• 1 tablespoon plus 2 teaspoons unrefined coconut oil
  • 1¼ teaspoons sea salt, plus more to taste
  • Fresh-cracked black pepper
  • Pinch of fresh-ground nutmeg
  • 3 large leaves kale, chopped into small pieces
  • One 9-ounce (255 g) package gluten-free lasagna noodles
  • 2½ cups (340 g) cashews, soaked 4 to 6 hours, drained, and rinsed
  • 1½ cups (360 ml) water
  • ½ cup (65 g) pine nuts, toasted
  • 3 teaspoons fresh lemon juice
  • 5 to 6 sage leaves
  • 1½ pounds (680 g) cremini mushrooms, sliced
  • 2 large shallots, sliced or diced (about 1 cup/80 g)
  • 1 tablespoon Sucanat or coconut palm sugar
  • 2 to 3 tablespoons dry white wine (optional)
  • 1 batch Maudie’s Tomato Sauce, or two 24-ounce (680 g) jars pasta sauce


  1. Preheat the oven to 375°F (190°C). In a food processor, pulse together the almonds, pecans, 1 teaspoon of the oil, ¼ teaspoon of the salt, a few grinds of pepper, and the nutmeg until dusty. Add the kale and pulse 3 times.
  2. Prepare the noodles according to the box instructions—layer them in rows on sheets of parchment to keep the noodles from sticking to each other.
  3. Make a cashew cream sauce by blending the cashews, water, pine nuts, lemon juice, 2 teaspoons of the oil, 1 teaspoon of the salt, and the sage until smooth; set aside.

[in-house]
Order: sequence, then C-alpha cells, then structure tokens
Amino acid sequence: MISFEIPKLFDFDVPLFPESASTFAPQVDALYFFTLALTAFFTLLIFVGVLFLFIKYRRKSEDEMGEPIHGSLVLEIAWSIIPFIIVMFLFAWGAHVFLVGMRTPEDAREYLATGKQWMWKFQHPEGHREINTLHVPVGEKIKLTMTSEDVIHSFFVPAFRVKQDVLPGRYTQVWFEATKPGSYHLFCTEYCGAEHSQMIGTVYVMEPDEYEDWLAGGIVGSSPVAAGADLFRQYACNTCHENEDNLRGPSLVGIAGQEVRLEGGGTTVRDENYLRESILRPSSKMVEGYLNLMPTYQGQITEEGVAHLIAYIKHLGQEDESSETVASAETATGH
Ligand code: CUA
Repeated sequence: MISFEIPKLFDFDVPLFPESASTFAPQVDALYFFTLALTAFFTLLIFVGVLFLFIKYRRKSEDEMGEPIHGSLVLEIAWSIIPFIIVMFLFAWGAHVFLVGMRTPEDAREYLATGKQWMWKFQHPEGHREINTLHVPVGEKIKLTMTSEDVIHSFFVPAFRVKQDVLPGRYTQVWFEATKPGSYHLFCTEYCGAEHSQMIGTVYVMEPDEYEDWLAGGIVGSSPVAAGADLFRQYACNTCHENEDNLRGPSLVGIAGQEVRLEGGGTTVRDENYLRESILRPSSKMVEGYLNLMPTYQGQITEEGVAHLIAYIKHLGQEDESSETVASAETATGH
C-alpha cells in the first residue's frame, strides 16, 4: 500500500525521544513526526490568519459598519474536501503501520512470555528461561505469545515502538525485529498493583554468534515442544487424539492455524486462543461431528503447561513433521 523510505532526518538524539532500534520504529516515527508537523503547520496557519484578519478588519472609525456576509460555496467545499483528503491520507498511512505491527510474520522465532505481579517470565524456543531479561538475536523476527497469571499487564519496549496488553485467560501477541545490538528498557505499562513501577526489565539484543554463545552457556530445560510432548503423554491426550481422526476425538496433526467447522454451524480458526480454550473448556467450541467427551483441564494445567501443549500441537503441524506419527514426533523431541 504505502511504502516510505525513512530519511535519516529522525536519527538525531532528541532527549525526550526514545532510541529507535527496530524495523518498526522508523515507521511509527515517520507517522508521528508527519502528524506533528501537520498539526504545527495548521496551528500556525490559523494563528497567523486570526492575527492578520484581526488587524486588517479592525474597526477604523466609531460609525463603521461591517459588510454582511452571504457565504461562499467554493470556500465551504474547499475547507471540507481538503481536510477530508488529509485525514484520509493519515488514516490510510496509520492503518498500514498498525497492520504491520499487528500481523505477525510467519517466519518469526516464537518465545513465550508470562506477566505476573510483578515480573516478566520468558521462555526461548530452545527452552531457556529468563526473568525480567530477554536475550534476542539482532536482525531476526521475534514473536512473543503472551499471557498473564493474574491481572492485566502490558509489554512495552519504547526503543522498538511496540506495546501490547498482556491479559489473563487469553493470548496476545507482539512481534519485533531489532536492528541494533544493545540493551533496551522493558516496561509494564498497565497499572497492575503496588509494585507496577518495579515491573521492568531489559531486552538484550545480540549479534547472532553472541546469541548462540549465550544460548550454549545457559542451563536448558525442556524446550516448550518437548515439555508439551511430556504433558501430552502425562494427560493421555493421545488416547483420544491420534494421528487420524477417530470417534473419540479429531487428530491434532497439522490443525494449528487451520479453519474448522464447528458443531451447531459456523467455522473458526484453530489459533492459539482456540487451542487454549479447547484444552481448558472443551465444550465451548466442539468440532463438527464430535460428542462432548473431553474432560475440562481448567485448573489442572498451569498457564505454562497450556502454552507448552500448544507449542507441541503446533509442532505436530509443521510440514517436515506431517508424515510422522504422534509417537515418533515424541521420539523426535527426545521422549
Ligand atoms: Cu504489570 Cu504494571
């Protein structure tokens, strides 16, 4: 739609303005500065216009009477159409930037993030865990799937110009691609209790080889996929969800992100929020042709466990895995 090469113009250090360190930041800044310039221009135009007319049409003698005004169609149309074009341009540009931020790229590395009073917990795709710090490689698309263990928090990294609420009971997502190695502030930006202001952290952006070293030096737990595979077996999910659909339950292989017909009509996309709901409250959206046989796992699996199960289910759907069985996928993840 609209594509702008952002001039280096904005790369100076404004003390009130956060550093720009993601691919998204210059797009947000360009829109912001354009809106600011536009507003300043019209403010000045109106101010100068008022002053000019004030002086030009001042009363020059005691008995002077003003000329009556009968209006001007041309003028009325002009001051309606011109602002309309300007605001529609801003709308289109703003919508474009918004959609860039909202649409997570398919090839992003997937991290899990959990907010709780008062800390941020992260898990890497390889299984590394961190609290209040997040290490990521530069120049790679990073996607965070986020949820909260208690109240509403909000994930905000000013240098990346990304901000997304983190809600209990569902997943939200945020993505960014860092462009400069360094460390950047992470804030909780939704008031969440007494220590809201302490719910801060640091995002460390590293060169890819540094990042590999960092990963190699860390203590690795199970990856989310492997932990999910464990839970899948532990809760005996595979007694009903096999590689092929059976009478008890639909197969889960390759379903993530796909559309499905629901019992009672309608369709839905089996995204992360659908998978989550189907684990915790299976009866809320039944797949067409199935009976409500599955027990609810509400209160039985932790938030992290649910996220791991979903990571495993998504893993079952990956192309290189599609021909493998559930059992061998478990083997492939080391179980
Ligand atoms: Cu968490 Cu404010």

4. Place the remaining 2 teaspoons oil, the mushrooms, shallots, Sucanat, and a pinch of salt in a skillet heated to medium. Stir occasionally for 7 to 10 minutes, until they caramelize and brown. Add the wine (if using), stir for 2 more minutes or until it cooks off, and remove from the heat.
  5. Add 3 spoonfuls of tomato sauce into a lasagna pan; spread it around and top with noodles side by side. Spread a few spoonfuls of tomato sauce and cashew cream sauce over the noodles. Sprinkle with the mushrooms, season the layer with a pinch of salt and fresh pepper, then top with another layer of noodles. Repeat these steps, seasoning each layer with a pinch of salt and pepper, until all the noodles, sauces, and mushrooms are used. Sprinkle with the almond-pecan-kale topping, cover with parchment, and bake for 20 minutes. Remove the parchment and bake 20 more minutes until bubbling.

Enter To Win A Free Copy of Pantry to Plate

Pantry to Plate

Learn more about Pantry to Plate